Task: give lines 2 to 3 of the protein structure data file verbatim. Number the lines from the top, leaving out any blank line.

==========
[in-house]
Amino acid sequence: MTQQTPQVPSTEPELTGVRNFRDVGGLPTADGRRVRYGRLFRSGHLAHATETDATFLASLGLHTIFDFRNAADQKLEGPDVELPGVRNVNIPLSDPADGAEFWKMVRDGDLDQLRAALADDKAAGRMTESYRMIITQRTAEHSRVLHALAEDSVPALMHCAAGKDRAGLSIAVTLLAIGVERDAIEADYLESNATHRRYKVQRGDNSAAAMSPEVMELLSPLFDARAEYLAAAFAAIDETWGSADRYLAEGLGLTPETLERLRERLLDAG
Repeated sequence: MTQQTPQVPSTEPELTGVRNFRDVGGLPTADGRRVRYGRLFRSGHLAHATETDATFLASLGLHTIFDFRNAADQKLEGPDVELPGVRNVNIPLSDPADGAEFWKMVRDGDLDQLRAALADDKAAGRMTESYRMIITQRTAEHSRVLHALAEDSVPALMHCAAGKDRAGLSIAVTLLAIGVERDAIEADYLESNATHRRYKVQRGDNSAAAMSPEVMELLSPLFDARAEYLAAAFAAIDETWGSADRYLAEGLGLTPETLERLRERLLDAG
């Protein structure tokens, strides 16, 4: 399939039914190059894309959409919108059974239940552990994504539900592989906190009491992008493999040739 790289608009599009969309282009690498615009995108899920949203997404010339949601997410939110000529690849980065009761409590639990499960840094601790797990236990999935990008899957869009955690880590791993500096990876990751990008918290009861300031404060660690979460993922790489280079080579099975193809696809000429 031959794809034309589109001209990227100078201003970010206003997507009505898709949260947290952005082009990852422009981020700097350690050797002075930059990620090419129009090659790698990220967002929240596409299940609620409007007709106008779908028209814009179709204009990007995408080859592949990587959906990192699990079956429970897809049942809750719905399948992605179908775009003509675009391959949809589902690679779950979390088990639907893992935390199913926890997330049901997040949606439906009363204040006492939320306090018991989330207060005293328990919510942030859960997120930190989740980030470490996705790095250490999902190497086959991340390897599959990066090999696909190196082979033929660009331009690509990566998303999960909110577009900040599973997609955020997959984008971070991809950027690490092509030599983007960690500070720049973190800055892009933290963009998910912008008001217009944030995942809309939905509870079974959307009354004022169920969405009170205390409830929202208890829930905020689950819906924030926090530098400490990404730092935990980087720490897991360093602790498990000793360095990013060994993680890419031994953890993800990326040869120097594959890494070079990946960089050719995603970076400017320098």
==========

Amino acid sequence: MTQQTPQVPSTEPELTGVRNFRDVGGLPTADGRRVRYGRLFRSGHLAHATETDATFLASLGLHTIFDFRNAADQKLEGPDVELPGVRNVNIPLSDPADGAEFWKMVRDGDLDQLRAALADDKAAGRMTESYRMIITQRTAEHSRVLHALAEDSVPALMHCAAGKDRAGLSIAVTLLAIGVERDAIEADYLESNATHRRYKVQRGDNSAAAMSPEVMELLSPLFDARAEYLAAAFAAIDETWGSADRYLAEGLGLTPETLERLRERLLDAG
Repeated sequence: MTQQTPQVPSTEPELTGVRNFRDVGGLPTADGRRVRYGRLFRSGHLAHATETDATFLASLGLHTIFDFRNAADQKLEGPDVELPGVRNVNIPLSDPADGAEFWKMVRDGDLDQLRAALADDKAAGRMTESYRMIITQRTAEHSRVLHALAEDSVPALMHCAAGKDRAGLSIAVTLLAIGVERDAIEADYLESNATHRRYKVQRGDNSAAAMSPEVMELLSPLFDARAEYLAAAFAAIDETWGSADRYLAEGLGLTPETLERLRERLLDAG